Candle Festival: Thailand’s Illuminating Festival of Light
The extravagant Candle Festival ushers the beginning of the green (or wet) season in Thailand and is typically held annually in July. Despite being celebrated throughout Thailand, no other place celebrates the festival quite like Ubon Ratchathani, a city located in the Isaan region, around 500km northeast of the capital city of Bangkok.
The Festival has its origin etched in tradition and religion. It is held during Asahna and Khao Phansa days – two watershed Buddhist events that mark Buddha’s first sermon and the start of the Buddhist Lenten period respectively. The celebration entails colourful parades of majestic and lavish candlewax sculptures intertwined in Thai traditional music and dance.
Long before the invention of electricity, Thai Buddhists had been collecting and donating candles to their local temples to ensure that they stayed illuminated for monks who needed light to study through the three-month Lenten period. This donation of candles, which hitherto were purely for merit-making, took a symbolic turn following the invention of electricity, and the candles became elaborate and grander with time.
Despite being a religious and merit-making event, participants of the celebration have been known to integrate a bit of sanook to spice things up. Sanook is a Thai word that means to derive pleasure and joy from any activity you engage in – this is a code that the Thai people live by.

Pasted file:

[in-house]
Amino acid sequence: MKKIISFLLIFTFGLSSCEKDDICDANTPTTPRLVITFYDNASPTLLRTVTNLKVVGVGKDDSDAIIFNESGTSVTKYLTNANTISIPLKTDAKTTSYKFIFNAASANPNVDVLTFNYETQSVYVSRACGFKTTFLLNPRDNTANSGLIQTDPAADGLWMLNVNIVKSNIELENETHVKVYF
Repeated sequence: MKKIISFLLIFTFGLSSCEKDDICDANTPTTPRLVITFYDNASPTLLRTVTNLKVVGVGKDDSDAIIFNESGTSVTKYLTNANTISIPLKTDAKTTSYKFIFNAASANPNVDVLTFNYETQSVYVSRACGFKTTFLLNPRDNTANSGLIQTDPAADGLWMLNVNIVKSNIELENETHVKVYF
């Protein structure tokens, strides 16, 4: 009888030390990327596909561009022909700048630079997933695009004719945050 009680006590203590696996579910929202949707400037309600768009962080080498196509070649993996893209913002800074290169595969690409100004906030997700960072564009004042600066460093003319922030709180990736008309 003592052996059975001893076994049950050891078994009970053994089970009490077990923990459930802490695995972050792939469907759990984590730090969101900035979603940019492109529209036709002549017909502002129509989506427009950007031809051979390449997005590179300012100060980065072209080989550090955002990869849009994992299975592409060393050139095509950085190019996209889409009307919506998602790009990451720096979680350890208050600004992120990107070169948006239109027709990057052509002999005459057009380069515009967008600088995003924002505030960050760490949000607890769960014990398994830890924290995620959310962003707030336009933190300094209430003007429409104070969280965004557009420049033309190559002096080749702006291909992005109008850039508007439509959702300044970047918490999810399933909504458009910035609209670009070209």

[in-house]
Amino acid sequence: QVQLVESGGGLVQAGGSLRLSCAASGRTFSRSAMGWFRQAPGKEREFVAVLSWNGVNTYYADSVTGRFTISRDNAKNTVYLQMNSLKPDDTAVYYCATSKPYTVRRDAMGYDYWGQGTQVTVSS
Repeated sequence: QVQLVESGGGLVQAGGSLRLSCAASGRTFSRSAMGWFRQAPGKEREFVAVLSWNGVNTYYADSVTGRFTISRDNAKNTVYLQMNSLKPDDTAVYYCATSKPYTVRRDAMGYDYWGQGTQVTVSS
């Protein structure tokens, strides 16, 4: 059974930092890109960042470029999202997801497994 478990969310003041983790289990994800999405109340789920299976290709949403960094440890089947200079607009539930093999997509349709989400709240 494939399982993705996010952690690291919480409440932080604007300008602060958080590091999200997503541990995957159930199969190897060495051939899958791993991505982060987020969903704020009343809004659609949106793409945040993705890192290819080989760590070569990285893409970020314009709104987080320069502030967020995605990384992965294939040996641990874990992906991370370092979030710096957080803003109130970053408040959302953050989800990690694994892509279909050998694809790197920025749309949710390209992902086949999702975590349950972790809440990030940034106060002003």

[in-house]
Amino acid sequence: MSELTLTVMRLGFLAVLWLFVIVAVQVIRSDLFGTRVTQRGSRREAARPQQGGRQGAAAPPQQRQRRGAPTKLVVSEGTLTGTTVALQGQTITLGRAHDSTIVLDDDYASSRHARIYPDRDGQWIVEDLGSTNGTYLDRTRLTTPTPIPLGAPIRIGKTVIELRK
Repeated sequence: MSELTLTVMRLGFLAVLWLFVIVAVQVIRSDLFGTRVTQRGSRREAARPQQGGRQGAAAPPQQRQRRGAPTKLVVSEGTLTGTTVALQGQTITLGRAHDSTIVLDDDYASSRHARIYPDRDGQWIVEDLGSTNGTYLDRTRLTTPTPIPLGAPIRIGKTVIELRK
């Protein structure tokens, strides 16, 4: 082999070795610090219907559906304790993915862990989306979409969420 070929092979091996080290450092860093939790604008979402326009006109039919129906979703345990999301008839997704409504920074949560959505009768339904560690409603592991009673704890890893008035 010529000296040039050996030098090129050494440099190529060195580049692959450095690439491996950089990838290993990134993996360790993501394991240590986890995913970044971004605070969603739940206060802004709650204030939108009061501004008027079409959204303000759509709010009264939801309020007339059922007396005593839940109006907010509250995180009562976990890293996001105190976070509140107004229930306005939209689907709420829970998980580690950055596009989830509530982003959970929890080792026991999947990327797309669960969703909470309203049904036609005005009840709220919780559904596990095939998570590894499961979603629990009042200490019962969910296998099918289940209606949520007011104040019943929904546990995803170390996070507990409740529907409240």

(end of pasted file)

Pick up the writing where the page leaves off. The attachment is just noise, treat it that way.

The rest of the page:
However, this does not mean that the Candle Festival instantly becomes a wild or alcohol-fuelled frenzy. Like with every other religious celebration in Thailand, the sale of alcohol is also restricted during this event. Ironically, this does not dampen the atmosphere of the festival, as there are a plethora of activities, including food, music, energetic parades, boxing contests, and candle-wax sculpture contests to add excitement and sanook to the festivities.
In anticipation and preparation for the festivities, talented artisans make remarkable and colourful wax sculptures of prominent Buddhist figures. Similarly, The Candle Float parade features a large procession of Thai boys and girls in traditional attires dancing to Thai music in an energetic and flashy parade.
The festival also hosts an international sculpting contest on the Asahna Bucha day in the town centre. Here, the candle wax sculptures can tower as high as 20 meters and are elaborately decorated with traditional Thai patterns. The statues are paraded throughout the evening, and several other small candlelit processions are also conducted. The Candle Festival marks the last festive celebration in Thailand before the inception of the Buddhist Lent.
If you are captivated by the idea of a flashy festival marked with an elaborate display of Thai music, food, dance, and massive candle wax sculptures, then the Candle Festival in Thailand will definitely leave you in awe.